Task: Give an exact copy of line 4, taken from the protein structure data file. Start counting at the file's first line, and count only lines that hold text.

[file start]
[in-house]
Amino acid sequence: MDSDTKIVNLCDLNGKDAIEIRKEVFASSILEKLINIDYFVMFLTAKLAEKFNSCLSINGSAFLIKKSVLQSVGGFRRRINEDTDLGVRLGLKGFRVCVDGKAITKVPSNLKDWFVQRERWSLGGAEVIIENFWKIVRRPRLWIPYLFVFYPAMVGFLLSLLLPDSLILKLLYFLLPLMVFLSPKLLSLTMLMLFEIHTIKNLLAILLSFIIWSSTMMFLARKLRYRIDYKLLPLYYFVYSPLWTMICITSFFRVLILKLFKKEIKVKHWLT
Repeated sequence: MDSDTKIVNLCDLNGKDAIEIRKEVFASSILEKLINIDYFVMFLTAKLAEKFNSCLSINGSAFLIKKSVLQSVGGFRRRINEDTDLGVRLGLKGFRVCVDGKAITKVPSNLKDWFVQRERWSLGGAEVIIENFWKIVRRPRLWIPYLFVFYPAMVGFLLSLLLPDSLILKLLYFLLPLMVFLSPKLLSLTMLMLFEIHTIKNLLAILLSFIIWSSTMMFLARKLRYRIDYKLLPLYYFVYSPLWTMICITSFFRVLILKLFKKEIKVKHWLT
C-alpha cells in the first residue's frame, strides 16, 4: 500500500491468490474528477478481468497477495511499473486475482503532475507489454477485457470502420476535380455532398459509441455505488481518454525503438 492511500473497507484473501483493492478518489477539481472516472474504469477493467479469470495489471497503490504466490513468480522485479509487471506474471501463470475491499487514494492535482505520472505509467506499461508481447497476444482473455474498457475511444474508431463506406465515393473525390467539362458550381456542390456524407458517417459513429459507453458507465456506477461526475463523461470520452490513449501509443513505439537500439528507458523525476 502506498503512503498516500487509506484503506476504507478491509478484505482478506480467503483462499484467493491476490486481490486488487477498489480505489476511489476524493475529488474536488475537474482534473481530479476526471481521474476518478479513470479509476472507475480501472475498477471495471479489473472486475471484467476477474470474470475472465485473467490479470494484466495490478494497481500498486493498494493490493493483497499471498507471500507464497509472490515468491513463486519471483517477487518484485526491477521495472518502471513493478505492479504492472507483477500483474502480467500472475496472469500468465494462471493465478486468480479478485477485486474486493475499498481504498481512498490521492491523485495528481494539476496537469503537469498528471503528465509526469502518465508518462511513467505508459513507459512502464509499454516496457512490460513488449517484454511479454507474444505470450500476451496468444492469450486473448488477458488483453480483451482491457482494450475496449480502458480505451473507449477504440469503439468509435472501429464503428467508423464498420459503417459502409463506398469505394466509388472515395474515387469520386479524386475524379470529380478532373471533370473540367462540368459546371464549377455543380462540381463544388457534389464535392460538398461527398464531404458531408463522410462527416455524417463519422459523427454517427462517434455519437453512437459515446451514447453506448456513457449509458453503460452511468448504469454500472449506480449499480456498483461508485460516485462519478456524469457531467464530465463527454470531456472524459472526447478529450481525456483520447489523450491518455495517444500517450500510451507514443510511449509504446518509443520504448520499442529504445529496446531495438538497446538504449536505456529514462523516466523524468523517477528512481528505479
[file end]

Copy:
C-alpha cells in the first residue's frame, strides 16, 4: 500500500491468490474528477478481468497477495511499473486475482503532475507489454477485457470502420476535380455532398459509441455505488481518454525503438 492511500473497507484473501483493492478518489477539481472516472474504469477493467479469470495489471497503490504466490513468480522485479509487471506474471501463470475491499487514494492535482505520472505509467506499461508481447497476444482473455474498457475511444474508431463506406465515393473525390467539362458550381456542390456524407458517417459513429459507453458507465456506477461526475463523461470520452490513449501509443513505439537500439528507458523525476 502506498503512503498516500487509506484503506476504507478491509478484505482478506480467503483462499484467493491476490486481490486488487477498489480505489476511489476524493475529488474536488475537474482534473481530479476526471481521474476518478479513470479509476472507475480501472475498477471495471479489473472486475471484467476477474470474470475472465485473467490479470494484466495490478494497481500498486493498494493490493493483497499471498507471500507464497509472490515468491513463486519471483517477487518484485526491477521495472518502471513493478505492479504492472507483477500483474502480467500472475496472469500468465494462471493465478486468480479478485477485486474486493475499498481504498481512498490521492491523485495528481494539476496537469503537469498528471503528465509526469502518465508518462511513467505508459513507459512502464509499454516496457512490460513488449517484454511479454507474444505470450500476451496468444492469450486473448488477458488483453480483451482491457482494450475496449480502458480505451473507449477504440469503439468509435472501429464503428467508423464498420459503417459502409463506398469505394466509388472515395474515387469520386479524386475524379470529380478532373471533370473540367462540368459546371464549377455543380462540381463544388457534389464535392460538398461527398464531404458531408463522410462527416455524417463519422459523427454517427462517434455519437453512437459515446451514447453506448456513457449509458453503460452511468448504469454500472449506480449499480456498483461508485460516485462519478456524469457531467464530465463527454470531456472524459472526447478529450481525456483520447489523450491518455495517444500517450500510451507514443510511449509504446518509443520504448520499442529504445529496446531495438538497446538504449536505456529514462523516466523524468523517477528512481528505479